The François Dyscephalic Syndrome and Skin Manifestations

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  • THE F R A N O I S D Y S C E P H A L I C S Y N D R O M E A N D

    S K I N M A N I F E S T A T I O N S

    J U L E S F R A N O I S , M . D . A N D J E A N P I E R A R D , M . D .

    Ghent, Belgium

    In 1958 one of us1"3 described a syndrome characterized by seven main signs :

    1. Dyscephaly with bird's headScapho-, or more often brachycephaly, aplasia of the mandible with a thin and tapering nose and hence a distinctive physiognomy, which gives all affected subjects a "family" resemblance to one another.

    2. Dental anomaliesTeeth absent or malformed, irregularly set with hiatodonty.

    3. Proportioned dwarfism. 4. HypotrichosisParticularly obvious in

    the region of the scalp (alopcie areas), the eyelashes and eyebrows, but also possibly affecting the beard and axillary and pubic hair. The hair is fine and generally of clear color.

    5. Skin atrophyUsually affecting the skin of the face and especially that of the nose.

    6. Bilateral microphthalmia. 7. Congenital cataractsBilateral, total or

    incomplete. There is often nystagmus, and also con-

    vergent or divergent strabismus. There are no anomalies of the ear, as in

    the first arc syndrome; or anomalies of the eyelids, as in mandibulofacial dysostosis ; or muscular atrophy with chronic arthritis and premature arteriosclerosis, as in progeria ; or onychoid lesions, as in certain forms of ecto-dermal dysplasia; or anomalies of the ex-tremities, as in certain other dyscephalias. There is no mental retardation, both neuro-logic and psychologic examinations usually being negative.

    Since the initial communication of one of

    From the Ophthalmological Clinic and Dermato-logical Clinic of the University of Ghent.

    Reprint requests to Professor Jules Francois, Ophthalmological Clinic, University Hospital, De Pintelaan, 135, B 9000 Ghent, Belgium.

    us ( JF) , numerous cases have helped to con-firm the existence of this syndrome.4"55

    Most of the cases described are single with no sex predominance. Heredity is diffi-cult to demonstrate, as the patients have no progeny. It is nevertheless very probable ; in fact, Waardenburg,56 in 1959, observed the condition in monozygotic twins. Also, it has been noted in several members of the same family.*' 1 6 ' 3 9 , 5 7 Moreover, consanguinity of the parents has been reported three times ( 6 % of the cases) . 4 ' 1 6 ' 1 9

    The syndrome is no doubt due to a distur-bance in development which occurs in the fifth or sixth week of embryonic life and which particularly affects the ventral part of the cephalic extremity while also spreading to certain ecto- and mesodermal anlagen.

    The skin involvement in the Franois dys-cephalic syndrome was reported from the outset but has never been studied histologi-cally. We therefore felt it useful to report two new cases which we examined in detail from this point of view.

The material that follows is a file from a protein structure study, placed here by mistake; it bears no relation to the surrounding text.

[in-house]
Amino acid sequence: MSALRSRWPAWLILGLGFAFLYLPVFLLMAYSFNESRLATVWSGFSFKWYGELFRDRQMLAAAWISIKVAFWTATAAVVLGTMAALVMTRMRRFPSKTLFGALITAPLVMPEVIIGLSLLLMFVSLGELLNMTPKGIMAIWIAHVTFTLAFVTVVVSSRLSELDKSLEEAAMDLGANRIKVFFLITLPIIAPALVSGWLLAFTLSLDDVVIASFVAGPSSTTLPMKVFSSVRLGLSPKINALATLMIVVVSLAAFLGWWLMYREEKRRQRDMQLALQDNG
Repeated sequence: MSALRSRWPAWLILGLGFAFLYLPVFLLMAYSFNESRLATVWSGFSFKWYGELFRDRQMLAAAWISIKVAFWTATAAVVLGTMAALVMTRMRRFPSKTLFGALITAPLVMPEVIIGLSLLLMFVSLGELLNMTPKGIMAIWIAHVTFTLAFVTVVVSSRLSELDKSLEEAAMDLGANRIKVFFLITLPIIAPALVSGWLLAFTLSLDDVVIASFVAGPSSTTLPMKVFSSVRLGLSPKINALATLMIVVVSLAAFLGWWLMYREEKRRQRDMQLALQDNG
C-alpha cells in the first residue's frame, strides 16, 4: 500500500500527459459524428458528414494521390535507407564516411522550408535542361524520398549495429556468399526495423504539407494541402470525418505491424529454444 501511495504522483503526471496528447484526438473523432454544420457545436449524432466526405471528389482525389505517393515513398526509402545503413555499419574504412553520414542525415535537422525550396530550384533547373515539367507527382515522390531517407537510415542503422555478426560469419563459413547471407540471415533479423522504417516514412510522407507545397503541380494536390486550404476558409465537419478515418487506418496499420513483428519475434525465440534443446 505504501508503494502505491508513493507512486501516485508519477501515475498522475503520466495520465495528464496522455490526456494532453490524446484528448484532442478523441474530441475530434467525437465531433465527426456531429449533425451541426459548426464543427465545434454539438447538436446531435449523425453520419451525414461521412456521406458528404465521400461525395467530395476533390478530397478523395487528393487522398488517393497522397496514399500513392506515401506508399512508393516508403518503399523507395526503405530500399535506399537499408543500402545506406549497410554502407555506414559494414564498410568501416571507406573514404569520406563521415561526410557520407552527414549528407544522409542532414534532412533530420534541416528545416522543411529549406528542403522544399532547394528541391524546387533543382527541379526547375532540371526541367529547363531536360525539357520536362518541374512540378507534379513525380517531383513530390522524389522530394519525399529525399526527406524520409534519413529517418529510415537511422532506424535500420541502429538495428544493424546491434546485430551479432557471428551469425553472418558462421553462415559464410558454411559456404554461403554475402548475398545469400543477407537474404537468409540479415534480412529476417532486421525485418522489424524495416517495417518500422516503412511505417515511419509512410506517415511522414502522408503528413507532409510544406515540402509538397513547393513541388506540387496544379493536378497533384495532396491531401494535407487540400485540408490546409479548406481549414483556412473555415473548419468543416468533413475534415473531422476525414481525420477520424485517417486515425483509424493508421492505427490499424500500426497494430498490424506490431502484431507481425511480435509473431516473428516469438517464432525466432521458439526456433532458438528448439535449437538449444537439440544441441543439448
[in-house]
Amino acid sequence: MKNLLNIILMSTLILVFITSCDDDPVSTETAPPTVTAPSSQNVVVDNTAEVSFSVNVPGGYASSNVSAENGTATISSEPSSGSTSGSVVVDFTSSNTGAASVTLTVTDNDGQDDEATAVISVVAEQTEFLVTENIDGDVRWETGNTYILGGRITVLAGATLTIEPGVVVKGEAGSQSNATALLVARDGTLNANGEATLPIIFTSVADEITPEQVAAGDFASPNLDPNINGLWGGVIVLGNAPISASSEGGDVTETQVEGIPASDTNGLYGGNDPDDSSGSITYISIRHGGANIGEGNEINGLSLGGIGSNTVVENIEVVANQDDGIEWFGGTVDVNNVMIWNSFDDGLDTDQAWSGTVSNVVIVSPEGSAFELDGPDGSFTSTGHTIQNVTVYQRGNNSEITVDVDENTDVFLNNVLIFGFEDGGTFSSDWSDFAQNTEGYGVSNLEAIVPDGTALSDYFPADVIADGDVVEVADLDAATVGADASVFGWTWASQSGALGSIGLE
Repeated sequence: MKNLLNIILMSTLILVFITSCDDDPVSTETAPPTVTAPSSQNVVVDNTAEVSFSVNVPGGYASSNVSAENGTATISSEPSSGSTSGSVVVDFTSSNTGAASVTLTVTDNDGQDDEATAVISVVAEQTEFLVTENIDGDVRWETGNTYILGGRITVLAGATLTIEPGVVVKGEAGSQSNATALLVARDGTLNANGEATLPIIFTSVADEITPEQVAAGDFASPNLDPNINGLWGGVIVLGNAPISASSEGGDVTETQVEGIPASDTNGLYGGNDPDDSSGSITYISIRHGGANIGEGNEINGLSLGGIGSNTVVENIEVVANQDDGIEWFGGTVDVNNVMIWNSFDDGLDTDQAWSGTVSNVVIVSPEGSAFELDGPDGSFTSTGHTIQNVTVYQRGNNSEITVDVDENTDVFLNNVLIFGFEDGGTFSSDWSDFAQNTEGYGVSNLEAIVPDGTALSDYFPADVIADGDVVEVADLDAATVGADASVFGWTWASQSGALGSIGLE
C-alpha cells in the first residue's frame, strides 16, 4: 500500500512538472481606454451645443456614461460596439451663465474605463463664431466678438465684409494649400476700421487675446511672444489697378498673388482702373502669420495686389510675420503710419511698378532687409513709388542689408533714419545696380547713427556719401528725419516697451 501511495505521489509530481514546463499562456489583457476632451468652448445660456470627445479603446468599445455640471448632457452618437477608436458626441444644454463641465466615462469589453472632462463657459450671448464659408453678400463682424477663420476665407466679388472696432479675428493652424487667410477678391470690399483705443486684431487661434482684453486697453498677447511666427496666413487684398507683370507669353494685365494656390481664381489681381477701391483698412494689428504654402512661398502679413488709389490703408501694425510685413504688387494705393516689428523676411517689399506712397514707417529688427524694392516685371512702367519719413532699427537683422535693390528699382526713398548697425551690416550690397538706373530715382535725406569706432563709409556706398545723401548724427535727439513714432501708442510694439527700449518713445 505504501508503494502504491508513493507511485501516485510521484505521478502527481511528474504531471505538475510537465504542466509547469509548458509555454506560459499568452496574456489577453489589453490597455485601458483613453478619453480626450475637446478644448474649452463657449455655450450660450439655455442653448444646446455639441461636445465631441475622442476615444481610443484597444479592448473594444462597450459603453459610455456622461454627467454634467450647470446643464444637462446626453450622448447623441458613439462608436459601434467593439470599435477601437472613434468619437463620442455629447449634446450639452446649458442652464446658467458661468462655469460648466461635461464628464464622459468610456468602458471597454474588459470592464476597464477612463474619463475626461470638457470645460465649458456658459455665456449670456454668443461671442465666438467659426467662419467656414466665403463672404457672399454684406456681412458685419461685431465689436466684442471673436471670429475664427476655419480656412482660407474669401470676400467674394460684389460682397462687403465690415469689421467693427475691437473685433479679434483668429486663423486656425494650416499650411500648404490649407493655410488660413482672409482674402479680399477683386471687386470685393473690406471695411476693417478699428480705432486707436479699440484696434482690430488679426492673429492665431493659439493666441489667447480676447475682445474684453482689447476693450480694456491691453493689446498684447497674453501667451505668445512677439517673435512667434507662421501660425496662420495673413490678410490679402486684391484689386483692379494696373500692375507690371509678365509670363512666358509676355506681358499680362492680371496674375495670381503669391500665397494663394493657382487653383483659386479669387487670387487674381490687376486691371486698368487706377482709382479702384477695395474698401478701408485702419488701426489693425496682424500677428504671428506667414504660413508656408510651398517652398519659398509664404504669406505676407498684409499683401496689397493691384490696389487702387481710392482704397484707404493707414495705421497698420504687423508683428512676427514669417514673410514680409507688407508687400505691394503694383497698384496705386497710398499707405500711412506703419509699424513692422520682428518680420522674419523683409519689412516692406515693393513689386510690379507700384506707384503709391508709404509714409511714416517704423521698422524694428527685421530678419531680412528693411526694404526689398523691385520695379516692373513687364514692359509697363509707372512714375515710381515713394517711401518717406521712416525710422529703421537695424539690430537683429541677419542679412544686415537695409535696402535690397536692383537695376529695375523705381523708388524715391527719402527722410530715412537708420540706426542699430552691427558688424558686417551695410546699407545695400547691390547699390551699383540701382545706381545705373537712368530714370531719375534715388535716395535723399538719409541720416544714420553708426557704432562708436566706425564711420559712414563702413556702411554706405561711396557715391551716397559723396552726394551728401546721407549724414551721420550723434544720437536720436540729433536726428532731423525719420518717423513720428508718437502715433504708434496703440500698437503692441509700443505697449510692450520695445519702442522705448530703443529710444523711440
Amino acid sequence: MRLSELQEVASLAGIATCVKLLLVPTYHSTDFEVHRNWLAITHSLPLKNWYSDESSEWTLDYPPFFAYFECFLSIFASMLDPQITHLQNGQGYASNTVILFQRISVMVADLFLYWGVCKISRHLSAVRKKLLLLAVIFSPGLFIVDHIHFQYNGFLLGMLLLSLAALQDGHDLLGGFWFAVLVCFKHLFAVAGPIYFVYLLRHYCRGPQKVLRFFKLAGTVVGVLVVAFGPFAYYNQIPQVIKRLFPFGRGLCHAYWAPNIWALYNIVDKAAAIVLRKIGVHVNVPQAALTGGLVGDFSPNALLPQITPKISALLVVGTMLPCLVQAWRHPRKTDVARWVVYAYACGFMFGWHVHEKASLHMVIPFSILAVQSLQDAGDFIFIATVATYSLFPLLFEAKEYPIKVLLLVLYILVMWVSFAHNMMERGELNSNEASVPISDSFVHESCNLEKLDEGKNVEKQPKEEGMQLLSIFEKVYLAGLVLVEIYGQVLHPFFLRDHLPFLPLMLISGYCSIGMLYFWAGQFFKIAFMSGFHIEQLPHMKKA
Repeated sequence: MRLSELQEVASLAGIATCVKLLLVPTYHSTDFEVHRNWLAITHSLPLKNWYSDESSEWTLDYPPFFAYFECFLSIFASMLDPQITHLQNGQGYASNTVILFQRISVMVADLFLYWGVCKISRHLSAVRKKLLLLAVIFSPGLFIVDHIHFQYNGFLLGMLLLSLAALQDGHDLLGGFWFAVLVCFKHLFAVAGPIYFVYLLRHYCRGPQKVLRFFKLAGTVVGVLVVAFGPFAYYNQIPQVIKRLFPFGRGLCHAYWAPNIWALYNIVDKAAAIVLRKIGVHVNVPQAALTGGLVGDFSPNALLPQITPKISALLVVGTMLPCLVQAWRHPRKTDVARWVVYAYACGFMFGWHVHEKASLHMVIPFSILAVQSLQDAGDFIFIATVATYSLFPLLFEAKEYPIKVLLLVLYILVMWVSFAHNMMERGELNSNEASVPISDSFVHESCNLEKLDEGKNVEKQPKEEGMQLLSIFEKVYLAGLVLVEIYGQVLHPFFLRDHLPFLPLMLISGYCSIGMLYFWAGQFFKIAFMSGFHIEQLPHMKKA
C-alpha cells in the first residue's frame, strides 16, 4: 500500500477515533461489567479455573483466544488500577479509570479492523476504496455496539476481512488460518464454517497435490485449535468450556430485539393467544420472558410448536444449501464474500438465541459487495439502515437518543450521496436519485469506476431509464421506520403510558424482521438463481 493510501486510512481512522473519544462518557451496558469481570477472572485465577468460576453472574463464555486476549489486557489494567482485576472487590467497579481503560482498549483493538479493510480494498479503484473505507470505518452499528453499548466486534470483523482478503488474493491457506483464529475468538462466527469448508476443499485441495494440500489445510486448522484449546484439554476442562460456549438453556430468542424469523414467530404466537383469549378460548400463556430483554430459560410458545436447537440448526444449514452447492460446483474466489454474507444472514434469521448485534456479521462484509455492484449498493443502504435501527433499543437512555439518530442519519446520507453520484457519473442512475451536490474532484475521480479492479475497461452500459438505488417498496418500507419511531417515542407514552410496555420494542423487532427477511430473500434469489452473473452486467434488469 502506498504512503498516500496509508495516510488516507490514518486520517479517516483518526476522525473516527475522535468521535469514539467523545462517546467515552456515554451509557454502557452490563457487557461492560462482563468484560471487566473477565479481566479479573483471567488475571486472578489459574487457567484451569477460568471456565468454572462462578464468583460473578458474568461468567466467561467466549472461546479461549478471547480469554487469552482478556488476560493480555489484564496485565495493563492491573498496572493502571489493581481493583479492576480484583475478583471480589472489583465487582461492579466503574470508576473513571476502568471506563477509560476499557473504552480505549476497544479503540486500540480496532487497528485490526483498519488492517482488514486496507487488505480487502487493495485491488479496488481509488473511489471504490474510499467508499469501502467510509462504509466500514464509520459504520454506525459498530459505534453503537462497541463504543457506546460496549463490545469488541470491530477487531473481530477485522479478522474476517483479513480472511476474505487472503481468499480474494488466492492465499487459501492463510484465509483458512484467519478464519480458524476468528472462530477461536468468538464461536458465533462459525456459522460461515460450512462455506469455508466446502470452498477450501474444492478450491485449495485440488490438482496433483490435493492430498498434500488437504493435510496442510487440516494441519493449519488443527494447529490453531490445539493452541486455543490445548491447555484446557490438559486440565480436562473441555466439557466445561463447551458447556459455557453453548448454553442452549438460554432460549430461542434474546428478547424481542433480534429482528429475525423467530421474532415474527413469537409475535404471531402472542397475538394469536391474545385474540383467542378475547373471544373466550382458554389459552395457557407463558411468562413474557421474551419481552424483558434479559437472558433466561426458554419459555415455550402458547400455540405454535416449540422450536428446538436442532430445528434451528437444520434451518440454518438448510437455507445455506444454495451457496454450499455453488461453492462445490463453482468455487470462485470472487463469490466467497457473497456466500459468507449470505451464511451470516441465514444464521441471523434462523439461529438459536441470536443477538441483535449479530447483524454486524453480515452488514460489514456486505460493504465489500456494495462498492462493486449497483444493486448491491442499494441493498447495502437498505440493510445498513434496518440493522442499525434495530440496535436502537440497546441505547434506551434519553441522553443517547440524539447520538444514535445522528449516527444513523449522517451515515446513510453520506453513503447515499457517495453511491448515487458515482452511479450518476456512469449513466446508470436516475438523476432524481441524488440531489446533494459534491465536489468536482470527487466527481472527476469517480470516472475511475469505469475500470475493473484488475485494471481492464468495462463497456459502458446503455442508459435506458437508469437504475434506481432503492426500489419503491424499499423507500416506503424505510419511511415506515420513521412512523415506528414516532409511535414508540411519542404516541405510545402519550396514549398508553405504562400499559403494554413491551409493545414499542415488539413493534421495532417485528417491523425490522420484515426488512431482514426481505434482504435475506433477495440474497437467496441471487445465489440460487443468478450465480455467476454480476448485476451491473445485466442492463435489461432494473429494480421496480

C A S E R E P O R T S

    Case 1Miss St. A , aged 38 years, was seen in March, 1969, (Fig. 1). Her vision had always been poor. Ophthalmic examination showed bilateral mi-crophthalmia (Fig. 2) . The corneal diameter is 8.75 mm on the right and 9 mm on the left. Echography shows that only the anterior segment is too small, the posterior segment being of normal length. In fact, the length of the anterior segment is only 2.46 mm on the right and 2.56 mm on the left ; the thick-ness of the lens is 4.01 mm on the right and 4.25 mm on the left, and the length of the vitreous, 15.72 mm on the right and 15.05 mm on the left, so that the overall length of the eye is 22.54 mm on the right and 22.21 mm on the left.

    The anterior chamber is shallow. There are rem-nants of the pupillary membrane. Some isolated opacities are found in the lens cortex, but no cata-ract proper. The vitreous is very clear. In the right fundus on the temporal side there is a small parapa-pillary atrophic area of triangular shape (Fig. 3) . There is macular degeneration of half a disk diam-

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  • 1242 AMERICAN JOURNAL OF OPHTHALMOLOGY JUNE, 1971

    Fig. 1 (Franois and Pierard). Franois' dyscephalic syndrome.

    eter in size, with two small grains of pigment at the center of the depigmented background. The retina is dystrophic and is covered with pigment dust. On the left, we find a retrovascular pigmented stria on the nasal side of the optic disk parallel to the papil-lary border (Fig. 3) . Macular degeneration is also present. The retina is dystrophic and dusted with fine pigment.

    The ocular tension is 42.1 mm Hg on the right and 29 mm Hg on the left.

    Gonioscopic examination shows a persistence of mesodermal tissue of the embryonal type in an open iridocorneal angle in both eyes.

    The visual acuity is 8/10 on the right with - 1.50 sph .C- 1-50 cyl. ax. at 170. It is 1/10 on the left with sphere 2 sph.

    Both visual fields are markedly and concentri-cally narrowed.